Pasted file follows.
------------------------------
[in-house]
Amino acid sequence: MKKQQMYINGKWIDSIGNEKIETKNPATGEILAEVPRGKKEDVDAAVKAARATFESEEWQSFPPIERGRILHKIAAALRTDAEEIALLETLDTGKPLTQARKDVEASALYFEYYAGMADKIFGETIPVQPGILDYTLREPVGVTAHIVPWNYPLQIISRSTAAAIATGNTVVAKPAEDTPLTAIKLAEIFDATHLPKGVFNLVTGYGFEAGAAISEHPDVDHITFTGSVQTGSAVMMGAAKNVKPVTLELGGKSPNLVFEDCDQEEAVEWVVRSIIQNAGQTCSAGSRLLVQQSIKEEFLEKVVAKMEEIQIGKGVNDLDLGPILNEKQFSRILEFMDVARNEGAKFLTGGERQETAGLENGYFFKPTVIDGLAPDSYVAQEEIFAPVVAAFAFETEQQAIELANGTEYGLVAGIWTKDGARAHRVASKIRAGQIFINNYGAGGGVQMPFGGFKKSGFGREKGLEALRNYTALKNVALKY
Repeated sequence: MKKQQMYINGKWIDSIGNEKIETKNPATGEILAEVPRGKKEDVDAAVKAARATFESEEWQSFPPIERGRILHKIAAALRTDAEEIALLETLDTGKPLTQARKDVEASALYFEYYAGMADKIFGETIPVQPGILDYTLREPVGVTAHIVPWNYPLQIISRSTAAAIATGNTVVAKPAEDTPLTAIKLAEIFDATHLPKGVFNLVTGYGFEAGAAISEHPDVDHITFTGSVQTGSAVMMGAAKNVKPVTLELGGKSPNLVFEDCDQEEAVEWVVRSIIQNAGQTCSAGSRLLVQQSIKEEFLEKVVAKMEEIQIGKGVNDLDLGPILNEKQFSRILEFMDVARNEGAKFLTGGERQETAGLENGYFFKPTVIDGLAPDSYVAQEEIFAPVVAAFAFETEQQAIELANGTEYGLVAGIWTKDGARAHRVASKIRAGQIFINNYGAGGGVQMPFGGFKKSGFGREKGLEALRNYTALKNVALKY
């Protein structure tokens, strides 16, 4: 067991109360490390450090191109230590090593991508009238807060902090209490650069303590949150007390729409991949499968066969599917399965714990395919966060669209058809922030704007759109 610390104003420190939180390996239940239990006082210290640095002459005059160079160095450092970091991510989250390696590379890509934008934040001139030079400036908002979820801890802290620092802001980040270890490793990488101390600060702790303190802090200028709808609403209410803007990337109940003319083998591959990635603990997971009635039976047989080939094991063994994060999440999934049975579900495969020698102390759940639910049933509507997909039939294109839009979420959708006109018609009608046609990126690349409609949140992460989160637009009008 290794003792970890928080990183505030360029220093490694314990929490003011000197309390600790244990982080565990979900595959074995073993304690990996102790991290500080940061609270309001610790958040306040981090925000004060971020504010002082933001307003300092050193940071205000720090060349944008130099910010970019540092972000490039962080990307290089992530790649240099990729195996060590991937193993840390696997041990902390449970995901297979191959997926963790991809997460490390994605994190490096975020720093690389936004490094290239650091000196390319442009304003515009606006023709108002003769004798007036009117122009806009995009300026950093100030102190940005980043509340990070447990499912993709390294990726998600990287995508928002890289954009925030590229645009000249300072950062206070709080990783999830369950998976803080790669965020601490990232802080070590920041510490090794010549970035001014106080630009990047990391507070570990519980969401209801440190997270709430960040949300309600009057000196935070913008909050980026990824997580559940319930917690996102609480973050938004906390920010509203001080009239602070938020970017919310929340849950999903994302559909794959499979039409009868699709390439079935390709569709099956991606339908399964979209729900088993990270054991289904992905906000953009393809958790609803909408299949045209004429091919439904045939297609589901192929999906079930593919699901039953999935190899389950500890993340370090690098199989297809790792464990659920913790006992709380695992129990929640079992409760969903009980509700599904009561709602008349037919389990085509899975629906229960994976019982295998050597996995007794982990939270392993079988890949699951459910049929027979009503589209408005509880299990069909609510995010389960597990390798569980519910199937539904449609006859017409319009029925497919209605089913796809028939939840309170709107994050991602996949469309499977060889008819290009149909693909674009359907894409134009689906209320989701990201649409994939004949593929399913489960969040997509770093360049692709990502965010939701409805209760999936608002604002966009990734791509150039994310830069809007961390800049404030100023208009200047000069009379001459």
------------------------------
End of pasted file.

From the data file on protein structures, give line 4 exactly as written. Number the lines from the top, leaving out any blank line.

């Protein structure tokens, strides 16, 4: 067991109360490390450090191109230590090593991508009238807060902090209490650069303590949150007390729409991949499968066969599917399965714990395919966060669209058809922030704007759109 610390104003420190939180390996239940239990006082210290640095002459005059160079160095450092970091991510989250390696590379890509934008934040001139030079400036908002979820801890802290620092802001980040270890490793990488101390600060702790303190802090200028709808609403209410803007990337109940003319083998591959990635603990997971009635039976047989080939094991063994994060999440999934049975579900495969020698102390759940639910049933509507997909039939294109839009979420959708006109018609009608046609990126690349409609949140992460989160637009009008 290794003792970890928080990183505030360029220093490694314990929490003011000197309390600790244990982080565990979900595959074995073993304690990996102790991290500080940061609270309001610790958040306040981090925000004060971020504010002082933001307003300092050193940071205000720090060349944008130099910010970019540092972000490039962080990307290089992530790649240099990729195996060590991937193993840390696997041990902390449970995901297979191959997926963790991809997460490390994605994190490096975020720093690389936004490094290239650091000196390319442009304003515009606006023709108002003769004798007036009117122009806009995009300026950093100030102190940005980043509340990070447990499912993709390294990726998600990287995508928002890289954009925030590229645009000249300072950062206070709080990783999830369950998976803080790669965020601490990232802080070590920041510490090794010549970035001014106080630009990047990391507070570990519980969401209801440190997270709430960040949300309600009057000196935070913008909050980026990824997580559940319930917690996102609480973050938004906390920010509203001080009239602070938020970017919310929340849950999903994302559909794959499979039409009868699709390439079935390709569709099956991606339908399964979209729900088993990270054991289904992905906000953009393809958790609803909408299949045209004429091919439904045939297609589901192929999906079930593919699901039953999935190899389950500890993340370090690098199989297809790792464990659920913790006992709380695992129990929640079992409760969903009980509700599904009561709602008349037919389990085509899975629906229960994976019982295998050597996995007794982990939270392993079988890949699951459910049929027979009503589209408005509880299990069909609510995010389960597990390798569980519910199937539904449609006859017409319009029925497919209605089913796809028939939840309170709107994050991602996949469309499977060889008819290009149909693909674009359907894409134009689906209320989701990201649409994939004949593929399913489960969040997509770093360049692709990502965010939701409805209760999936608002604002966009990734791509150039994310830069809007961390800049404030100023208009200047000069009379001459």